“Pricing is an art,” says Robert. In some cases, a higher price can make it easier to sell because cheap means “no value” in the customer’s brain. You might feel compelled to split the product so customers can pay only for what they need. On the other hand, the product should work out of the box – meaning it should have all the features, or customers might feel cheated “why do I have to pay so much for one little extra feature?”

When it comes to selling, faster almost always wins. The generation MTV can’t wait.

When it comes to features, don’t be a victim of your last conversation. Always keep the big picture in mind. Yes, some features are an incredible great idea but do they really fit into your long-term strategy? What do you win if you sell more for a few months just to end up with a product that you can’t evolve anymore?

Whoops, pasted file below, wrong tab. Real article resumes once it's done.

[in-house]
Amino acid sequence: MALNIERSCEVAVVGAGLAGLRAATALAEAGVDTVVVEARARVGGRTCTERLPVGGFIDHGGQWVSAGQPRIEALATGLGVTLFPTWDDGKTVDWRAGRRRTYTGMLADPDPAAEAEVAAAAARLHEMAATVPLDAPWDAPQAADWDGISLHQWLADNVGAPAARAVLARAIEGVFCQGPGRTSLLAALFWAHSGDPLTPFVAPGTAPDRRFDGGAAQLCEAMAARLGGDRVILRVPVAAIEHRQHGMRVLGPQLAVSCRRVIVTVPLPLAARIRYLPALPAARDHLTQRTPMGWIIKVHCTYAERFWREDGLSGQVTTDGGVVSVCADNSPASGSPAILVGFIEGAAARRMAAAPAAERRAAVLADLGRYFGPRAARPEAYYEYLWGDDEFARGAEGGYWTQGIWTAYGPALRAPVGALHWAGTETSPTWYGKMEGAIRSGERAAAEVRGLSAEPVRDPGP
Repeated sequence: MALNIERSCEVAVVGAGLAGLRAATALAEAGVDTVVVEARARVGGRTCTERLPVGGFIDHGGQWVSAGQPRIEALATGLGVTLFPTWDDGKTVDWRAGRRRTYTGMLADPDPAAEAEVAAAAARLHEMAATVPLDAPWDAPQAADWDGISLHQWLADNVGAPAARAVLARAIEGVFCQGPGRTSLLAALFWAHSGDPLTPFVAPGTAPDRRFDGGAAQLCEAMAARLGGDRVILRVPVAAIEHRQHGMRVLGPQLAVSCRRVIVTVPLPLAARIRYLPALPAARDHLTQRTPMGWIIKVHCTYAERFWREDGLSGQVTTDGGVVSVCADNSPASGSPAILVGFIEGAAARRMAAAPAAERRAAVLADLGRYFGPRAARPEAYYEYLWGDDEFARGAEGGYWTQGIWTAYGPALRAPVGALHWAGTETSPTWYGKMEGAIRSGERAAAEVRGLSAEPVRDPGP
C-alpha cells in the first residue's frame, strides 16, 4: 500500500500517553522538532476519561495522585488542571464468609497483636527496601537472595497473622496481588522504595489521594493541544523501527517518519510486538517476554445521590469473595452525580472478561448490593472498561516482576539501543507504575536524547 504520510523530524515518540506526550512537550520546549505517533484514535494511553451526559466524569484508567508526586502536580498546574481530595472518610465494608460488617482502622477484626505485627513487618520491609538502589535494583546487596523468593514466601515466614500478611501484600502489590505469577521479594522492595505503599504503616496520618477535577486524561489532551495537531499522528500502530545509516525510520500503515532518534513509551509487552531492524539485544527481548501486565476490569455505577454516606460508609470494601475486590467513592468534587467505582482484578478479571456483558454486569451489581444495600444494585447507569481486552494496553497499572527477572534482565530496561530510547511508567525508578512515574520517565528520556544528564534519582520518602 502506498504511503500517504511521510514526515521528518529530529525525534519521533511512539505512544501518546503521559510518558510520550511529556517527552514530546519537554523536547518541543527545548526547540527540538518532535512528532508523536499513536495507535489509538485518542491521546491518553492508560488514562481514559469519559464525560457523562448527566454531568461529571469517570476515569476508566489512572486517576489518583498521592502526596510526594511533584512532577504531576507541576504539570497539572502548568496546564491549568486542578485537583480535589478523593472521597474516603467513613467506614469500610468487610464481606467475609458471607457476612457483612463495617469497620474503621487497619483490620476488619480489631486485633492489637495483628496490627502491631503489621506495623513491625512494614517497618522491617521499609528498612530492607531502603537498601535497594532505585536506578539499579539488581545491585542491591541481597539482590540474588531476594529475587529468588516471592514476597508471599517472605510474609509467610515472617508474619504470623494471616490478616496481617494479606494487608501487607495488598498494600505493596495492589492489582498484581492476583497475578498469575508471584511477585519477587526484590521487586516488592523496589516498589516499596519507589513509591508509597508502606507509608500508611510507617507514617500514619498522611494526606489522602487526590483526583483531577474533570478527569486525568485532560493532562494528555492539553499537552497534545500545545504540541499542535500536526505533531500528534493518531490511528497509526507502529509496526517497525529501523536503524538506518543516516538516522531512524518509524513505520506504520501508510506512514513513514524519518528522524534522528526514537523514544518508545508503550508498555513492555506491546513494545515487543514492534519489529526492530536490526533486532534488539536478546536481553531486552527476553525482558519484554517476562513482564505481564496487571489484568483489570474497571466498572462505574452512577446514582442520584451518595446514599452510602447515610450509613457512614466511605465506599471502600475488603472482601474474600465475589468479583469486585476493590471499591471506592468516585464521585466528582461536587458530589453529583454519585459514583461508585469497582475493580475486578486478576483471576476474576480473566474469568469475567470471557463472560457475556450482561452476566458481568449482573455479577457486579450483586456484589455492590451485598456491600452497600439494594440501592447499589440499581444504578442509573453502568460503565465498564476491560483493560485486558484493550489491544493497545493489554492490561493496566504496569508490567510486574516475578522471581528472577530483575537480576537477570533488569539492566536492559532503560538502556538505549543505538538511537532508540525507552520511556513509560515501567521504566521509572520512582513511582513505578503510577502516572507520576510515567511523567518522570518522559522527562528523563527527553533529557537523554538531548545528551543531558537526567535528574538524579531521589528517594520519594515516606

Biggest Mistakes

  • Telling people what they want to hear
  • No Plan B. Some things will go wrong. Always consider worst cases and risks.
  • Ignoring technical debt and focusing on features only

Jazoon 2012: Agile Chartering: Energize Every Project Liftoff

4. July, 2012

In her talk “Agile Chartering: Energize Every Project Liftoff,” Diana Larsen presented approaches how you can set up your agile projects. Why is that important? When a rocket is launched into space, a lot of preparation happens to make sure the move from ground to space is smooth and successful.

Software projects often ignore this important step.

For example, it would make sense to check the commitment of team members. Commitment comes in two flavors:

  1. Yes, I want to do this
  2. … with the other members of my team

Another important question that each team member will ponder is WIIFM – What’s in it for me? Answers to these questions will have a huge impact on the success of a project.

Regulations are important but don’t forget that the human brain has a limited capacity. If you want them to follow the rules, you must restrict them to five tops.